Leaf at sunset

© Muhammad Hudari, iStock.com

Just as nobody warned me how my easy life would turn upside down with the birth of a child, I apparently didn’t get the memo that it could be almost unbearable to grow old. The big difference is that with a child things got better, much better—lovely really—whereas getting old is likely to be a downward slope. Down and out.

There is no denying that, at 81, I am on my way out, and from what the doctor tells me, my demise may be an ugly one. At first we thought I had Parkinson’s disease, which seemed worrisome enough. But it now seems my fate may be far worse. Although my brilliant neurologist isn’t absolutely certain yet, a recent brain scan shows a white blob they call “a hot cross bun.” And that benign name suggests a deadly disease, Multiple Systems Atrophy. MSA for short (but decidedly not sweet).

The hideous name says it all. My doctor slipped in that horrific possibility at the end of a visit a few months ago, throwing me for the proverbial loop. I didn’t have enough wits about me—or time then—to ask her more. So I did a little research online, until I dared not look further.

What I did see is that the condition is similar to the dreaded Lou Gehrig’s disease. If I do, in fact, have MSA, then the systems of my poor body will gradually “waste away.” Yes, those are the words I found under a dictionary definition of “atrophy.” I’m having to take deep breaths to stay calm even as I write them. WASTE AWAY. Who wouldn’t be scared to death, right?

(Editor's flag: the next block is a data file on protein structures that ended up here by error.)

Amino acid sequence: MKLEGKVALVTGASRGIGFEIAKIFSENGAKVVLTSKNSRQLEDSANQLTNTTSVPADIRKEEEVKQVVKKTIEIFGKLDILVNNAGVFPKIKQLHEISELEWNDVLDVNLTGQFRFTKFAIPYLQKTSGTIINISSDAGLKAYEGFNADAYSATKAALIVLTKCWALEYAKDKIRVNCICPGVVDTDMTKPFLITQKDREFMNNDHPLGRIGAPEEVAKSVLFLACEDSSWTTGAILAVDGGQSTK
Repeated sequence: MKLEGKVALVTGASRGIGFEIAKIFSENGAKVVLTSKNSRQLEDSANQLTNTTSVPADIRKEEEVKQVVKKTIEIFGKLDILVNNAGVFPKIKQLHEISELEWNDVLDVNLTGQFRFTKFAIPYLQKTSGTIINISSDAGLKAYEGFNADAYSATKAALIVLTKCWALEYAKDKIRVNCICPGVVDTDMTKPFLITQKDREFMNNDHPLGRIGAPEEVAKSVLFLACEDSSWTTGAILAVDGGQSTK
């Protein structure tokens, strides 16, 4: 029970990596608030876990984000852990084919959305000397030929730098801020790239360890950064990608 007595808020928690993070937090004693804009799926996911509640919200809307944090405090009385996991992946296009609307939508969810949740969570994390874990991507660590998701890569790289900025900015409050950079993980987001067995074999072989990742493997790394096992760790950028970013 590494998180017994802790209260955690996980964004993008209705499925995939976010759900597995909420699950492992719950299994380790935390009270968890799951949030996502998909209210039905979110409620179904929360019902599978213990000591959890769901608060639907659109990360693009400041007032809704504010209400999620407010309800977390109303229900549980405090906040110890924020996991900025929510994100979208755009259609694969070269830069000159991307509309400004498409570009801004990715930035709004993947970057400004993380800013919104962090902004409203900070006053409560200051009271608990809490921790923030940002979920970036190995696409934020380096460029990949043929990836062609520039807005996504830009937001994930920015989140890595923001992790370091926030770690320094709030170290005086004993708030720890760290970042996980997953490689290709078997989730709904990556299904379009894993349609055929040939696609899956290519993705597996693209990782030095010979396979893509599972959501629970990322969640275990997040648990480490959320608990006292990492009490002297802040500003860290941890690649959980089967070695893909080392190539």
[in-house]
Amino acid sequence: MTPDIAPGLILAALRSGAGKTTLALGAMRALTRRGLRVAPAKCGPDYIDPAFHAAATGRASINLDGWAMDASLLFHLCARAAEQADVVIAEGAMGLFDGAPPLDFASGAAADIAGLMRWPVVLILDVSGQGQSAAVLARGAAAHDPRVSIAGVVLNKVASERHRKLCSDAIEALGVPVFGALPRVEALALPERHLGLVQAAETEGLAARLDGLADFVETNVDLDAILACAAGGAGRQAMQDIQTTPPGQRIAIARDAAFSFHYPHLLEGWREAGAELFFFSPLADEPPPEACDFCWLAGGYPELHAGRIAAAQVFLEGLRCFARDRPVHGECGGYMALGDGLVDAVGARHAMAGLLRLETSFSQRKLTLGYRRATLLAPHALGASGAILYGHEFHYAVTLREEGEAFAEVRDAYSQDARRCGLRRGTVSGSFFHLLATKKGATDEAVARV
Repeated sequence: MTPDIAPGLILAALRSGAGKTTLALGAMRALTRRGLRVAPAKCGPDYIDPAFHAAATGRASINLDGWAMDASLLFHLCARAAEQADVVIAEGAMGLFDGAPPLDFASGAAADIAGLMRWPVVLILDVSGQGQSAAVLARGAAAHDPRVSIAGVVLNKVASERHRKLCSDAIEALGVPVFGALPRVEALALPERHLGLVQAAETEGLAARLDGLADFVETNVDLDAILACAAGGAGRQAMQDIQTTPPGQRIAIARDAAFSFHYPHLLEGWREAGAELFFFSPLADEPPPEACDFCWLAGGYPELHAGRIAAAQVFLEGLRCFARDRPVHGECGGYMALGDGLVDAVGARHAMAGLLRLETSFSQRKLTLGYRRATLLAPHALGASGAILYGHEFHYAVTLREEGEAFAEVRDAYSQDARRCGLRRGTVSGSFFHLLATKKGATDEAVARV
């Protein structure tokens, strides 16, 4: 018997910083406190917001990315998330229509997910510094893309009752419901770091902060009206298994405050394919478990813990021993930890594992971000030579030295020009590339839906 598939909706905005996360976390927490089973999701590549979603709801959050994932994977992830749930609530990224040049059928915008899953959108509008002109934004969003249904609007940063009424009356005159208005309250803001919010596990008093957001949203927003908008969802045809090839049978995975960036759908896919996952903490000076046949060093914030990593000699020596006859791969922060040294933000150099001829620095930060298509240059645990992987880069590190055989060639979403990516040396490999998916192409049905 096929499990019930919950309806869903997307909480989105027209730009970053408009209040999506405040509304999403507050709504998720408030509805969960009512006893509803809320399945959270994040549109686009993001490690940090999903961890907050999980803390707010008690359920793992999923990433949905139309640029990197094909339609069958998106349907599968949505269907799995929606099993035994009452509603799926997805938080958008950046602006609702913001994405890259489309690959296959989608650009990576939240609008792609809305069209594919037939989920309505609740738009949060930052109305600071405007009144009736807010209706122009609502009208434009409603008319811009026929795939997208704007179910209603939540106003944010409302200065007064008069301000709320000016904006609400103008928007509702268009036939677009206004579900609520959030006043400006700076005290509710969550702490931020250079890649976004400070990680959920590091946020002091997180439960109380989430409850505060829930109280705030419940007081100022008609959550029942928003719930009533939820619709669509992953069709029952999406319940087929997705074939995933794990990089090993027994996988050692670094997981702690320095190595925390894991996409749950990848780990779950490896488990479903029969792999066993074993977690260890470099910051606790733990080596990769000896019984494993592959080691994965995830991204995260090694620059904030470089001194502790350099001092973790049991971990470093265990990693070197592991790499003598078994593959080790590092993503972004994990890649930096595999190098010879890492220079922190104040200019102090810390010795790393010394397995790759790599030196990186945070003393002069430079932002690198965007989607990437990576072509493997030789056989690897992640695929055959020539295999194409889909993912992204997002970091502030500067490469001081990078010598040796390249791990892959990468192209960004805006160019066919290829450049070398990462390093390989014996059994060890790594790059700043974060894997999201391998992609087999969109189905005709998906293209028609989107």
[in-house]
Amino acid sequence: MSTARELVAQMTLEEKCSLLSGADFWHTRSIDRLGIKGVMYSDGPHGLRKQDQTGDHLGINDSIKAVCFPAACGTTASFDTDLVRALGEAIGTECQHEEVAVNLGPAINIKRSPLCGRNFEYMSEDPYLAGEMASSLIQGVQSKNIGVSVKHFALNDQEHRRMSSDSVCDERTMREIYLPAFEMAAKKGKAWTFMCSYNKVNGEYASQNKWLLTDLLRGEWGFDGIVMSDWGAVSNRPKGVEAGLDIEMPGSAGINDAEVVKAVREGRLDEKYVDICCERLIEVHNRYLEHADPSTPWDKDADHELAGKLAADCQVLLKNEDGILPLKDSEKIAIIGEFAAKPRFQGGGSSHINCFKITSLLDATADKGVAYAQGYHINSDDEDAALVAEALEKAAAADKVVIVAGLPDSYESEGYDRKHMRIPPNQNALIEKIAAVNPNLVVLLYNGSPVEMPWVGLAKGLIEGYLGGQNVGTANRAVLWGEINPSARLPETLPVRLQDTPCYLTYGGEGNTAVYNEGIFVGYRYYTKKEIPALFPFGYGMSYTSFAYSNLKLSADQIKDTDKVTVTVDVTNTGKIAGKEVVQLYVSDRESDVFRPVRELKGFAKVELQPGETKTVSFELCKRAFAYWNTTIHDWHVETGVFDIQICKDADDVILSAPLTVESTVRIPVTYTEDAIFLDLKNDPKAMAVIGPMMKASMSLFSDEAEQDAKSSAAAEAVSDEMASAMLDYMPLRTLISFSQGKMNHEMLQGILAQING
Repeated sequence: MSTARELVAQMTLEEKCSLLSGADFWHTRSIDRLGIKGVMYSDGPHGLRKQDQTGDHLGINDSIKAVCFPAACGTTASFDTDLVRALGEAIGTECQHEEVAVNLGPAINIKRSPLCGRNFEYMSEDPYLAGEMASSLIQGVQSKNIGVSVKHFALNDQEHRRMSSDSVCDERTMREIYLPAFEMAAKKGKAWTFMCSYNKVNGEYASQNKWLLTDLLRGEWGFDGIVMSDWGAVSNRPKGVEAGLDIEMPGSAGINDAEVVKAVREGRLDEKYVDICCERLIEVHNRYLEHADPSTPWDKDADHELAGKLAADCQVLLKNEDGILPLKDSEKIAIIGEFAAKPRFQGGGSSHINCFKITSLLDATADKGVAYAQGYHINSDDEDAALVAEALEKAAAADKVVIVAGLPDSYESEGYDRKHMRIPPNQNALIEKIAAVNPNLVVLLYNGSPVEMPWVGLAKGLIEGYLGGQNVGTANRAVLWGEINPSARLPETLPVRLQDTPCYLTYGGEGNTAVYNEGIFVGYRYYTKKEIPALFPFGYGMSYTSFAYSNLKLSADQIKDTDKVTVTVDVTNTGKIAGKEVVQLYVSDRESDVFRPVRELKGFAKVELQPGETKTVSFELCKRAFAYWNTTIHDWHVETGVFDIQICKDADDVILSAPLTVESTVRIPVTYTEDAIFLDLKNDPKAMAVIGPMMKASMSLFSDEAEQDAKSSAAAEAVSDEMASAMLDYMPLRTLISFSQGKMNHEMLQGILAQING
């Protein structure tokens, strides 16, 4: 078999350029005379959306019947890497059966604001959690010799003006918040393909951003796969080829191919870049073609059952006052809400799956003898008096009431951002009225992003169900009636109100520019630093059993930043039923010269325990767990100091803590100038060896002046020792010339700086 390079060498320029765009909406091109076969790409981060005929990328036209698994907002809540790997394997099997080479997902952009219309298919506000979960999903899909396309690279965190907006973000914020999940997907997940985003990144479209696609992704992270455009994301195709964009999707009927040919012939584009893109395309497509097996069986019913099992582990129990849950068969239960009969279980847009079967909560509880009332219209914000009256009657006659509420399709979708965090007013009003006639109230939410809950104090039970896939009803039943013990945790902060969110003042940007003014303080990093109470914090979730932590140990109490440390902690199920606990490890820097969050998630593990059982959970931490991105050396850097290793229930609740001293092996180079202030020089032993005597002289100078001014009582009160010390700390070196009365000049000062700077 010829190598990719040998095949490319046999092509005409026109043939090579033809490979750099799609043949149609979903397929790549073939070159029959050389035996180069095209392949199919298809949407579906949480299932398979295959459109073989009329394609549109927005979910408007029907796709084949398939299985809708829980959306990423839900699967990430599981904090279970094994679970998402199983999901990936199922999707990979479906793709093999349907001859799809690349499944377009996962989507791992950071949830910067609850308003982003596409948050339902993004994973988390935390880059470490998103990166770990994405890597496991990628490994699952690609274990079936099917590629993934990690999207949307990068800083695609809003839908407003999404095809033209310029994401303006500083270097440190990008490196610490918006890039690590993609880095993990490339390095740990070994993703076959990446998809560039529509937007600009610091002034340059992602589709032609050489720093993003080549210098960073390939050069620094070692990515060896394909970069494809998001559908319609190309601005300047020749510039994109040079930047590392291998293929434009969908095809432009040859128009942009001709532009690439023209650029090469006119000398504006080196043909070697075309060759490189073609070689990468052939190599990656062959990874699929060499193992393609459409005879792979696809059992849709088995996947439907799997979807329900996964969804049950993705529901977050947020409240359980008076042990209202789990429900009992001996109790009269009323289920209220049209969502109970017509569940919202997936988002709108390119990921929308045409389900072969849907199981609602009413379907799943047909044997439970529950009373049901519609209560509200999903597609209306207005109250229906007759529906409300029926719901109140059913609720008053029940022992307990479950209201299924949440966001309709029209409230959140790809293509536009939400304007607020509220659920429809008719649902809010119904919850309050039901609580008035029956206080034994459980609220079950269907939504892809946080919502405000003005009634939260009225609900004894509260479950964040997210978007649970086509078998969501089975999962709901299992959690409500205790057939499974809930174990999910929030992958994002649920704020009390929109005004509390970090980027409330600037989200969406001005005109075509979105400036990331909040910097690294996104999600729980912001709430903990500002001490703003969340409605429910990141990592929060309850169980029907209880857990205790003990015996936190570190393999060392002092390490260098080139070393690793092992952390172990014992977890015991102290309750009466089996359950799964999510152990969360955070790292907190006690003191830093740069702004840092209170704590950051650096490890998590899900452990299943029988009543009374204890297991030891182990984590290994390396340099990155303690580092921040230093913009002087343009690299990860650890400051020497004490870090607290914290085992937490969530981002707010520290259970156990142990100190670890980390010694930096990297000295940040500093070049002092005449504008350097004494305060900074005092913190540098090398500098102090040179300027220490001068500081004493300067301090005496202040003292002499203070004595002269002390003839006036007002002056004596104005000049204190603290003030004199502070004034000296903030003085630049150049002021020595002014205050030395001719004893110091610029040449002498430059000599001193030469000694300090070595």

I have hesitated to write those words in order to protect you, my beloved readers, from having to read them. But several people have told me lately to keep writing, that I am a truth-teller and an inspiration because I am willing to be so raw and vulnerable, so real. And I gather many of us need and welcome encouragement to be our own raw, vulnerable—our most authentic—selves. But please let me know if I’ve overstepped the line here.

Indeed, I have not written since I learned about this latest possible diagnosis because there wasn’t much I could say that felt real without speaking of this life-changing context in which I now live. Because I dearly want to keep writing, I felt I had to tell you. The good news about this awful disease is that the mind is the last thing to go if it goes at all, so writing is something I can probably continue to do with or without my systems intact.

Even with my already limited energy, putting honest, compassionate words to the page is one sure way I can try to contribute, perhaps to make a small difference in our world so desperately in need of truth and love. Thank you for bearing witness to my disturbing testimony and for being tender with your own dear selves, whatever life presents to you. For we are all in this soup together. With my love and blessings to you, now and always.

About the Author: Suzanne Grenager

A seasoned writer and mentor with a gift for helping people see and be their most authentic, empowered Self.

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